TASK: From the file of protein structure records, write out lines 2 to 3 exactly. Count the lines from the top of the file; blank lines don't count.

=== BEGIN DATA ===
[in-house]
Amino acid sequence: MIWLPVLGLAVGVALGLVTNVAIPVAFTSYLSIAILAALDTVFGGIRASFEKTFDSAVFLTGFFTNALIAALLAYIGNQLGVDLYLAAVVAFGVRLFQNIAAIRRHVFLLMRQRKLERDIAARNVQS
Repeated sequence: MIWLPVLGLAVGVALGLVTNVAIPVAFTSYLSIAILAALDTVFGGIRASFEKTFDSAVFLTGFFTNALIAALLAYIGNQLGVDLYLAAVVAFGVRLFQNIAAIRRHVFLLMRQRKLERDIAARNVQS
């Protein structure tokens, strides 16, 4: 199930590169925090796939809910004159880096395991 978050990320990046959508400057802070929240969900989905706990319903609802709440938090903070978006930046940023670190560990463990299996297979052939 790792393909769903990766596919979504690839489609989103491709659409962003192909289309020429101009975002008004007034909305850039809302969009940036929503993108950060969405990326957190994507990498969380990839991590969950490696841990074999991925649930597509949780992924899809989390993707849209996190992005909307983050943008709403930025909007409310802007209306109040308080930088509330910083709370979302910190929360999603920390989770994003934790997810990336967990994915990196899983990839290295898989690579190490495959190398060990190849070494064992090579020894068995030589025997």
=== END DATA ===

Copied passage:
Amino acid sequence: MIWLPVLGLAVGVALGLVTNVAIPVAFTSYLSIAILAALDTVFGGIRASFEKTFDSAVFLTGFFTNALIAALLAYIGNQLGVDLYLAAVVAFGVRLFQNIAAIRRHVFLLMRQRKLERDIAARNVQS
Repeated sequence: MIWLPVLGLAVGVALGLVTNVAIPVAFTSYLSIAILAALDTVFGGIRASFEKTFDSAVFLTGFFTNALIAALLAYIGNQLGVDLYLAAVVAFGVRLFQNIAAIRRHVFLLMRQRKLERDIAARNVQS